Moulton is the junior eleven to thirteen house for twenty to 25 boarders and 35–40 day pupils. The day facilities are situated on East of the campus overlooking the Deer Park and the Chapel to the north. The boarding house is a two minute walk from the main gates in a Victorian town house. Moulton house was opened in 1998 and marked the first time that The Leys had allowed students aged eleven into the school. A section of East House was sacrificed to accommodate this new house (thus resulting in East being transformed into a purely Sixth Form boarding house).
The Leys School also hosts a summer school for young English-learners held by Bell International. Every year, learners from different countries stay in the school for three or six weeks.
Goodbye, Mr Chips
The setting for popular novel and play Goodbye, Mr. Chips is believed to have been based on The Leys where author James Hilton was a pupil (1915–1918). Hilton is reported to have said that the inspiration for the protagonist, Chips, came chiefly from W.H. Balgarnie, one of the masters at The Leys (1900–30) who was in charge of the Leys Fortnightly (where Hilton's first short stories and essays were published). Over the years old boys have written to Geoffery Houghton, a master of The Leys for a number of years and a historian of the school, confirming the links between Chips and Balgarnie. As with Mr. Chips, Balgarnie died at the school, at the age of 82, having been linked with the school for 51 years and living his last years in modest lodgings opposite the school. Again, like Mr. Chips, Balgarnie was a strict disciplinarian, but would also invite boys to visit him for tea and biscuits.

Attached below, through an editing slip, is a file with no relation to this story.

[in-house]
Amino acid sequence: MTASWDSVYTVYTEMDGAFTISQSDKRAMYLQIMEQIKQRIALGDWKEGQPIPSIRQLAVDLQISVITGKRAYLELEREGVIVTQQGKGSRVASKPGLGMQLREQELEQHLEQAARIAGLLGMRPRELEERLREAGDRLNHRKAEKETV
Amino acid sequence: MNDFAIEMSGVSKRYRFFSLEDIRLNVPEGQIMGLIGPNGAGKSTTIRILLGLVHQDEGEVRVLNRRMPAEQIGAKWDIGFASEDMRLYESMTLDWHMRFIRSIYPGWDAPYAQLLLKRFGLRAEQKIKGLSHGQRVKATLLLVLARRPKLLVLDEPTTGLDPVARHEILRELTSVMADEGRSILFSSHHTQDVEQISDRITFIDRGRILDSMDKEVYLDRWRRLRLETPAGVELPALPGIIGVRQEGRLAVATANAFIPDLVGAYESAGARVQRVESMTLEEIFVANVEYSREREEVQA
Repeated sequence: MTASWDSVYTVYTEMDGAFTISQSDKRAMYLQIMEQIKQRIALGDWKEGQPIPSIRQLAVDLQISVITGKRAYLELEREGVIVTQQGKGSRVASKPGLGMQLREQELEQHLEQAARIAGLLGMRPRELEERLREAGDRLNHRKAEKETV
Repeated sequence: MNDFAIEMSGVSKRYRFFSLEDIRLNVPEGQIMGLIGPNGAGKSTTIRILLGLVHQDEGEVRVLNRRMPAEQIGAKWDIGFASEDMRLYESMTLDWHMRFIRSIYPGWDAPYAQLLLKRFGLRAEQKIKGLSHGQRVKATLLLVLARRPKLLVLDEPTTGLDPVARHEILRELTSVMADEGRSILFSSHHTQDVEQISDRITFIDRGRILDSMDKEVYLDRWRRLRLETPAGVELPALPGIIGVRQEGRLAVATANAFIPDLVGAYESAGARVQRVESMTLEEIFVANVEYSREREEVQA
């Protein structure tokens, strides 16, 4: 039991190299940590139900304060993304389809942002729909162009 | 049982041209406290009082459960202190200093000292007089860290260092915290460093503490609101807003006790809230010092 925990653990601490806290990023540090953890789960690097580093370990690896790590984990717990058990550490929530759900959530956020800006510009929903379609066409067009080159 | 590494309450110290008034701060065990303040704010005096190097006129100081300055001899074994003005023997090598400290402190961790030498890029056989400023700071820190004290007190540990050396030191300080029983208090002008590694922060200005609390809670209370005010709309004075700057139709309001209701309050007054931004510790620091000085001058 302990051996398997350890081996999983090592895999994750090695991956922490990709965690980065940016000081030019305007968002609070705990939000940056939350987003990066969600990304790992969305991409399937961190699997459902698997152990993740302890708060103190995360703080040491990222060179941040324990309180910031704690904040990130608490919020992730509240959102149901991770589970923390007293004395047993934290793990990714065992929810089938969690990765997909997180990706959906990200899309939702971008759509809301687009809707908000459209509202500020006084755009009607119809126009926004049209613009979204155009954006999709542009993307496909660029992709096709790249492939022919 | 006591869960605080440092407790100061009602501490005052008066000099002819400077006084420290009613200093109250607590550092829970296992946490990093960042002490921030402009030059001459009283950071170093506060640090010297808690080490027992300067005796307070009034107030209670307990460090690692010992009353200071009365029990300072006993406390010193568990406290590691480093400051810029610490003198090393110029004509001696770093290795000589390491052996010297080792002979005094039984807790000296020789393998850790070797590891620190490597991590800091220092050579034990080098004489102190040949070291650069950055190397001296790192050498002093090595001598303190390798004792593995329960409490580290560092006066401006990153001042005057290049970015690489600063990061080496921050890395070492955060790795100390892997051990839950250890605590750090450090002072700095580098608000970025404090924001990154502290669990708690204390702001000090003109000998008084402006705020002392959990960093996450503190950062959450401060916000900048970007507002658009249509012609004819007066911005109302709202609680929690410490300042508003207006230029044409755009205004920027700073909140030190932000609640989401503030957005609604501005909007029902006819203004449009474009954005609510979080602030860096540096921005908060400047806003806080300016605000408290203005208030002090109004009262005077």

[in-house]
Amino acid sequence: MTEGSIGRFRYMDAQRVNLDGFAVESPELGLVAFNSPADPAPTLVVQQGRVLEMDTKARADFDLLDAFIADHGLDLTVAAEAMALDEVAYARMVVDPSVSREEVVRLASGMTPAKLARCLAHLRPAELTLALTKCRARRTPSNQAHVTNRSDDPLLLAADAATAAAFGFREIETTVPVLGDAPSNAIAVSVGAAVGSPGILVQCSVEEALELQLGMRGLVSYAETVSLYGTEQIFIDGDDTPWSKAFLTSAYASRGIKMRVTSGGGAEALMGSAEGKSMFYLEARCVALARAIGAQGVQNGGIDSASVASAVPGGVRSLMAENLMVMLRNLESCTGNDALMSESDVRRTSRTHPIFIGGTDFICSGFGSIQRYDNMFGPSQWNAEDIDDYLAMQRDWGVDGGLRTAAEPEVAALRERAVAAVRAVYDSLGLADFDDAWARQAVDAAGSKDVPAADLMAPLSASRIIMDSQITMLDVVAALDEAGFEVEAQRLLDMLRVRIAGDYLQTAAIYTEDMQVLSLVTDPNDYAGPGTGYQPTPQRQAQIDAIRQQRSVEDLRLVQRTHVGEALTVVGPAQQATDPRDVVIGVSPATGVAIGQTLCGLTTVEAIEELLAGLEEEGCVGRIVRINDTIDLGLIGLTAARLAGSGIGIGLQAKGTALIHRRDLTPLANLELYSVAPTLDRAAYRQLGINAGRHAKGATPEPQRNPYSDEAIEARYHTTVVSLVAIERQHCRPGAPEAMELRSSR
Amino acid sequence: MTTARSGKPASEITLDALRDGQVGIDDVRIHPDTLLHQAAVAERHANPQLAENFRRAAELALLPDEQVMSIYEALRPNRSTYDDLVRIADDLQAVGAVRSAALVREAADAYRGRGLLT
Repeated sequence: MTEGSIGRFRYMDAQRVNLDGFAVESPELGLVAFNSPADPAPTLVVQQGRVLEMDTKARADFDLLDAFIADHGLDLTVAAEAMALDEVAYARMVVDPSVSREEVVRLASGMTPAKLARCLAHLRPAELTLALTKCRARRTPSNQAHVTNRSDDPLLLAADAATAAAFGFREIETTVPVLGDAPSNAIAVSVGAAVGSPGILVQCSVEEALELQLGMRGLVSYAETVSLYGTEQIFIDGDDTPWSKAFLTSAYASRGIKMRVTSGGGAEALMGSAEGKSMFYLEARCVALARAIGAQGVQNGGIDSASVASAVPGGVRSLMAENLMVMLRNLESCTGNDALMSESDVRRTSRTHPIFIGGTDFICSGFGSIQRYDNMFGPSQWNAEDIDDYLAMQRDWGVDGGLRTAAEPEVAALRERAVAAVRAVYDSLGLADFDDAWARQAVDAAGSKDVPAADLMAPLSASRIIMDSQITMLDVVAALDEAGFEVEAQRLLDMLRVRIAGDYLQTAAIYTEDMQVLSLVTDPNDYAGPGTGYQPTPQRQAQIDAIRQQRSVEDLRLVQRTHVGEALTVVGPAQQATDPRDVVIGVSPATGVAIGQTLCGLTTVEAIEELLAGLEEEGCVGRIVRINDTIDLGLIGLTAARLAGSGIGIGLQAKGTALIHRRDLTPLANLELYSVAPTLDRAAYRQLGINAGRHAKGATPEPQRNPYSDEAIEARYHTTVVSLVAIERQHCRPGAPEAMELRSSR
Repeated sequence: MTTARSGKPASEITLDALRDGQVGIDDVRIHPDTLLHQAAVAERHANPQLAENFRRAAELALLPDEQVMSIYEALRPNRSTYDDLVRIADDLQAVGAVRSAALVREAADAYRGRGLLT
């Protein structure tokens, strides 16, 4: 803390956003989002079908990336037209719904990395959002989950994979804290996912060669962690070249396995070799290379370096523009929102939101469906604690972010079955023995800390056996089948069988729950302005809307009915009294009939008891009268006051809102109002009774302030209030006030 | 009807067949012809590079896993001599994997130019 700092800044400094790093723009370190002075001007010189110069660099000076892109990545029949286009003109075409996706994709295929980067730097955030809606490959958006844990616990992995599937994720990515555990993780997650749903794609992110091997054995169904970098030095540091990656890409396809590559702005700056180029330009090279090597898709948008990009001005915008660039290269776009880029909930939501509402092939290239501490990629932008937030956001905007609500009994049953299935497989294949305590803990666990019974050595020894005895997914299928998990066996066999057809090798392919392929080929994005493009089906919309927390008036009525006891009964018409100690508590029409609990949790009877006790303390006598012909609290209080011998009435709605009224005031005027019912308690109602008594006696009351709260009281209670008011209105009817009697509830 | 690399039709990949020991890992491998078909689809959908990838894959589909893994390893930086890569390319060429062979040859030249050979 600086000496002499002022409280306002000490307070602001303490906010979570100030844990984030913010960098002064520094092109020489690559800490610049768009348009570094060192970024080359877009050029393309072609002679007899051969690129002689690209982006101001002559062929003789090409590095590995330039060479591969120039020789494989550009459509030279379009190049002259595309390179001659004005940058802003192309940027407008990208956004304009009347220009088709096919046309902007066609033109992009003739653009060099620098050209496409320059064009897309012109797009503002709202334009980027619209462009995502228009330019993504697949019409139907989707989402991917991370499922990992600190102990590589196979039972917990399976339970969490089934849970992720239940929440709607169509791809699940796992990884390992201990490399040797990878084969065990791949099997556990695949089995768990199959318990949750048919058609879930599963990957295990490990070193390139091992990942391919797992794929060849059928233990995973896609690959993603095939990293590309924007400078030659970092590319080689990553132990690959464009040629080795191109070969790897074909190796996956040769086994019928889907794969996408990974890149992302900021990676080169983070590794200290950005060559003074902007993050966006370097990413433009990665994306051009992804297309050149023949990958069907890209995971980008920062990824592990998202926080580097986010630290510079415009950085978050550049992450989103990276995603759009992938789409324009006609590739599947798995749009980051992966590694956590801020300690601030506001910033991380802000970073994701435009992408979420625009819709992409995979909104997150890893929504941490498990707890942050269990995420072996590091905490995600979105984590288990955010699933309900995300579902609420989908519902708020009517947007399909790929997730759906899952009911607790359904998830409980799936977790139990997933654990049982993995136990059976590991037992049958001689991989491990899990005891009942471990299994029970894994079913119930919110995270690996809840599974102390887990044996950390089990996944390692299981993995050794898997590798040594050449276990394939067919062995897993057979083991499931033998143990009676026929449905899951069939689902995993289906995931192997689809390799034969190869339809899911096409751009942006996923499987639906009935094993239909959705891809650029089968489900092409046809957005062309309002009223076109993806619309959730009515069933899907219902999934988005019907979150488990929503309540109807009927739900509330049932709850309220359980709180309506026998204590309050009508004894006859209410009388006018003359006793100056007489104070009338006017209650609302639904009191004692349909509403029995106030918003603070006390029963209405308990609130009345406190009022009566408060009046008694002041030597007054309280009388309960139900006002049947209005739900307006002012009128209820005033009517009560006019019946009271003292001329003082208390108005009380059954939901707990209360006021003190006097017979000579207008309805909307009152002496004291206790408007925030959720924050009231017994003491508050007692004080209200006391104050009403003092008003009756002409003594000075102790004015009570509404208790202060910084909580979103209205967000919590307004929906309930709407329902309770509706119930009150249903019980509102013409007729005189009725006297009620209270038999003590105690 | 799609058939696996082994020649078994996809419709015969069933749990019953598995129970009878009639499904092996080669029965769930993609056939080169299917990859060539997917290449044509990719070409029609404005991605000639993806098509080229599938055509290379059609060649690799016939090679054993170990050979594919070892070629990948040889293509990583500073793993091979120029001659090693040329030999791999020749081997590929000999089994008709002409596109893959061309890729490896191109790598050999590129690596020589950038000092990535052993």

Hilton wrote, upon Balgarnie's death that "Balgarnie was, I suppose, the chief model for my story. When I read so many other stories about public school life, I am struck by the fact that I suffered no such purgatory as their authors apparently did, and much of this miracle was due to Balgarnie."  Furthermore, the facial hair of one of the masters at The Leys earned him the nickname "Chops," a likely inspiration for Mr. Chips' name.